Not Enough Offsets to Meet Targets of Waxman-Markey Bill: Report

Not Enough Offsets to Meet Targets of Waxman-Markey Bill: Report

A Point Carbon report published last week suggests greenhouse gas reduction targets outlined in the recent Waxman-Markey House climate change bill will require more carbon offsets than what will be available domestically.

That means U.S. emitters will look increasingly to overseas offsets and power generation fuel switching as 2020 approaches, which could potentially push the price of carbon past the $50 per ton mark.

However, there are several provisions that can help ease pricing pressures, particularly in the short-term. For example, standards for energy efficiency and renewable energy could halve the gap between actual emissions and the emissions cap established in a federal cap-and-trade system.

Offsets serve an important function in the short- to mid-term: keeping prices down nations shift to the low-carbon economies. Point Carbon estimates there will be about 20 million tons of offset projects in the U.S. and Canada in 2012, but only about half will be eligible for inclusion in a federal compliance program.  The report predicts five offsets projects will qualify for a federal program: agricultural waste, forestry, fugitive emissions from coal methane, landfill gas and soil sequestration.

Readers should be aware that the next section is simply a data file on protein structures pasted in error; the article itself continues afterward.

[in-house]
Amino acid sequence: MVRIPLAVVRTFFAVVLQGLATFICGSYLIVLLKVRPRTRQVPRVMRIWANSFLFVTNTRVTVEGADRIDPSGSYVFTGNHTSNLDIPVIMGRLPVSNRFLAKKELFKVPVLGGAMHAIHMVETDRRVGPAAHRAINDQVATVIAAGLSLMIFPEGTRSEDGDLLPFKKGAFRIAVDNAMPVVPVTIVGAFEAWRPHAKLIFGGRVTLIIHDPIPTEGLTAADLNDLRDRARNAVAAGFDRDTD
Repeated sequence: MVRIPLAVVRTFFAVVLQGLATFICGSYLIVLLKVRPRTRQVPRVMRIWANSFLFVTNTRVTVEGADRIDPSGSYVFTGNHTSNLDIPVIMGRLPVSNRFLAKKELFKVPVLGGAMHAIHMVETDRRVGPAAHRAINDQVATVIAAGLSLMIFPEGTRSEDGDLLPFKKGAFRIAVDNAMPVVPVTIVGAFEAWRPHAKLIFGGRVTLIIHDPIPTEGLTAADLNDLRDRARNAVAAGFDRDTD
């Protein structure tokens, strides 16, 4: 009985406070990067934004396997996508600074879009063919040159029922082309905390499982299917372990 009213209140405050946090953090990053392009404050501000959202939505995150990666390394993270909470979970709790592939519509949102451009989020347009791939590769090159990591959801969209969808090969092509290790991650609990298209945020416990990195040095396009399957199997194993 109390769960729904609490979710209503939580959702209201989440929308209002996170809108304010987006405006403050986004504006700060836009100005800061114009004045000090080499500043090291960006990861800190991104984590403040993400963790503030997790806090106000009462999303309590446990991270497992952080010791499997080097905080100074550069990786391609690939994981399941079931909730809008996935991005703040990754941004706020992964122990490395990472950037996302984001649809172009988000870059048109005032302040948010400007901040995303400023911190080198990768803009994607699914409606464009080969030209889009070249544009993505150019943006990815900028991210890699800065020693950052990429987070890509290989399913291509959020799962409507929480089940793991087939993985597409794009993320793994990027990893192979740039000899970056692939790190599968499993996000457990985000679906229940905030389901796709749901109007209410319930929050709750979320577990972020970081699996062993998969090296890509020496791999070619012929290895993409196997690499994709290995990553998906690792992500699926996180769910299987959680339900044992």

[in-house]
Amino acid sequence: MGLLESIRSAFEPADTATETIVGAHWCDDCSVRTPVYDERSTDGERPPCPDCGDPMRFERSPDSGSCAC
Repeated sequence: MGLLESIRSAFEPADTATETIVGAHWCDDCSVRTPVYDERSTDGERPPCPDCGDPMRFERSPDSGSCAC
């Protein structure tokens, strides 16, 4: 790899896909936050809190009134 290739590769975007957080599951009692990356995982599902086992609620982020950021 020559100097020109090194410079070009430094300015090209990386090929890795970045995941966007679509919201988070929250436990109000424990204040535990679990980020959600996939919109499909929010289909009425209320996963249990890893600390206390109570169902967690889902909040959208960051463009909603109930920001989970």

The biggest constraint to the development of more offset projects domestically is physical: There aren't enough eligible sites to meet the market demand. There is also the possibility that offsets will be discounted at a 5-4 ratio, so the domestic offset supply will be further limited and unable to fill the gap between actual emissions and the cap.

"It is highly unlikely, if not impossible," the report said. "Even though we anticipate investment in offsets to rise sharply as the beginning of the cap-and-trade program nears, the increase in available credits is unlikely to get even near the limit."

This will place more demand on international offsets and allowances, but U.S. emitters will face competition from global entities in the EU Emissions Trading Scheme and other trading programs. That will lead some within the power generation sector to seek less-carbon intensive and presumably cheaper fuels, such as switching from coal to natural gas, but the practice faces extreme price volatility.

"Power plant" -- CC licensed by Flickr user Elite PhotoArt.